Math writing, reading sciences, arts and social studies are all taught in high-quality kindergartens. Mwenelupembe who oversees the accreditation of schools, says that the things she’s looking for in a well-run kindergarten is enthusiasm and activeness, with children engaging with learning materials and one another to aid in the development of all aspects.

“What is crucial in the kindergarten years, that you may not always notice the fact that learning through play is taking place,” she says. “When kids are seated at their desks for hours and working on homework, it’s hard to relate to our knowledge of brains and the way that children’s brains learn.”

How parents can help

Parents have a lot they can do to assist kindergarten children grow in all of these areas, as per experts in education. “Parent involvement is essential,” Clare Anderson, an education consultant from Maryland and Maryland, wrote via email.

“Skills such as perseverance and stamina are essential in helping children tackle the fundamental tasks related to spoken language, vocabulary and the ability to count,” she says. “Parents are able to play a huge influence in encouraging young children to think about, ask questions, and investigate.”

Here are some ideas that adults can try to do in order to support kindergarteners succeed:

Encourage exploration. Experts in education say that every day activities can provide a lot of opportunities for children who are in kindergarten to develop everything from cognitive abilities to reading. An example of this is a simple visit to the supermarket.

Discussion about the difference between vegetables, discussing about the different colors of the vegetables, talking about how much of an item you require and helping them understand the cost of things every one of those routine every day moments are crucial pieces of knowledge that will carry into the school of their choice,” Mwenelupembe says.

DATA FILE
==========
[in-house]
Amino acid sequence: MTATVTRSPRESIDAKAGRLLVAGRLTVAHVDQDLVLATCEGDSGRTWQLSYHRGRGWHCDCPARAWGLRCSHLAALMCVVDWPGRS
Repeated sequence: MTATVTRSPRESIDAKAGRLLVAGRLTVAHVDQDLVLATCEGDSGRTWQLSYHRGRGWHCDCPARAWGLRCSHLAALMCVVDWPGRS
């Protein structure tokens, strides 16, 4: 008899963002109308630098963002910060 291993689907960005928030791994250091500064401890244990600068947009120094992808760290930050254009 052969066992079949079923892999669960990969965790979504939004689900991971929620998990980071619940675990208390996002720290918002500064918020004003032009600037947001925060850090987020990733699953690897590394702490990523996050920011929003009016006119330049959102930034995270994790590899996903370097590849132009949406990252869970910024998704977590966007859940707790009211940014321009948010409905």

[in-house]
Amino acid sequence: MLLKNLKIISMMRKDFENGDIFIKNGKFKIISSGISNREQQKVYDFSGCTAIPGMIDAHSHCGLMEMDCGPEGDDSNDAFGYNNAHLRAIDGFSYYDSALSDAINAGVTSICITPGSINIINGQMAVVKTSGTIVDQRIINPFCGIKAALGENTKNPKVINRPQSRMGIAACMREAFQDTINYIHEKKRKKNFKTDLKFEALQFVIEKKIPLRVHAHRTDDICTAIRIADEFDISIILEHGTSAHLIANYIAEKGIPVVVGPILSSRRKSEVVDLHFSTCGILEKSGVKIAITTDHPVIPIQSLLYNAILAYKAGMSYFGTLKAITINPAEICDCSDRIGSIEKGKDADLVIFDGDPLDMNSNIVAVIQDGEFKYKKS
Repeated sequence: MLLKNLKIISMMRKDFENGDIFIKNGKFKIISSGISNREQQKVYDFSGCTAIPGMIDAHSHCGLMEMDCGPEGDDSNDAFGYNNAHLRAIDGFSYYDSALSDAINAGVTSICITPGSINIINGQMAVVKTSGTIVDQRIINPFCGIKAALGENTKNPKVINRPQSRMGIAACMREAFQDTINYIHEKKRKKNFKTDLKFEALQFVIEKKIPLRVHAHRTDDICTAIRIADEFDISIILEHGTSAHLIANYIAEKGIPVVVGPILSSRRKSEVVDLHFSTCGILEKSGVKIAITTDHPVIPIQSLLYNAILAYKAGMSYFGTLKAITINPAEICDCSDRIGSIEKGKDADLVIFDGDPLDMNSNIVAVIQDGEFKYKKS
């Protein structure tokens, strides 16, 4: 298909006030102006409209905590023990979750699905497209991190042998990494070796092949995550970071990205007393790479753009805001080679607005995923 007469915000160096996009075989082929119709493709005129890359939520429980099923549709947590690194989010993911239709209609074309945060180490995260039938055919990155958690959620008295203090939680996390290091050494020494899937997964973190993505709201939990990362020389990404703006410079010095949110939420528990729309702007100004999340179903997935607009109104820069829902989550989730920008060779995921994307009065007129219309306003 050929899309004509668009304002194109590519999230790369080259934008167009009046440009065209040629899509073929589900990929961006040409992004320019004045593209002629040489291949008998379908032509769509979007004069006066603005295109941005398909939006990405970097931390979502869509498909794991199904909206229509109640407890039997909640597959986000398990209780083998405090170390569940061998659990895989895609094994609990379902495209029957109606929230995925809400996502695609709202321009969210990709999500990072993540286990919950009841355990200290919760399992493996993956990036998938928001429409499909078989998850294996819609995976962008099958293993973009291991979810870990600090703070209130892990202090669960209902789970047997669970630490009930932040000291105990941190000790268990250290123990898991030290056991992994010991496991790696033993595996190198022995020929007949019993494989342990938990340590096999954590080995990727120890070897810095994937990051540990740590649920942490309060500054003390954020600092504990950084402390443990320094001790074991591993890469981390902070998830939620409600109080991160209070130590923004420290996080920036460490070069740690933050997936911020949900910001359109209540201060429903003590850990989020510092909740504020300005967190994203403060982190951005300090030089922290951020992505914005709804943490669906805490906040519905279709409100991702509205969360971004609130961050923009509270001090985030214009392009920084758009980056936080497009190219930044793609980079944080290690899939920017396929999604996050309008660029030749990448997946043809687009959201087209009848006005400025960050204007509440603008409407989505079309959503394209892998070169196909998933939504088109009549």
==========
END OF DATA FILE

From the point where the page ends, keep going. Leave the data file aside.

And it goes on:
Engage in conversations. Making time for long conversations with children and discuss the events going on around them at home is useful, whether it’s making a meal, or watering your garden. “Being capable of speaking and clearly explain what it is you’re doing to your child can provide them with an enormous vocabulary and a lot of comprehension,” Lindenfeld says.

Read. There are few things that can improve literacy than reading and with children. The large and exciting collection of books in the your home and reading the books with your child is a time well spent.

Reading with your child can be helpful,” Lindenfeld says. “No what age, or what length your time spent reading. If you’re only able to read for 15 minutes in a day and you only have 15 minutes, that five minutes reading are very beneficial for children.”

Build daily abilities. Anything that requires thought and cognitive abilities can aid children to learn. “To enhance learning in kindergarten I’d consider (about) any activity that encourages the development of executive functions of the brain,” Lindenfeld says. “So as with anything that develops the capacity of thinking critically solve problems multitask, organise and evaluate.”

Encourage physical exercise. Opportunities to improve motor skills are numerous however, experts say physical exercise can be paired with reading or other topics to make learning more enjoyable and productive. For instance when an adult read an article, kids can draw an image or play the text. As Mwenelupembe says, “Children learn with their entire body.”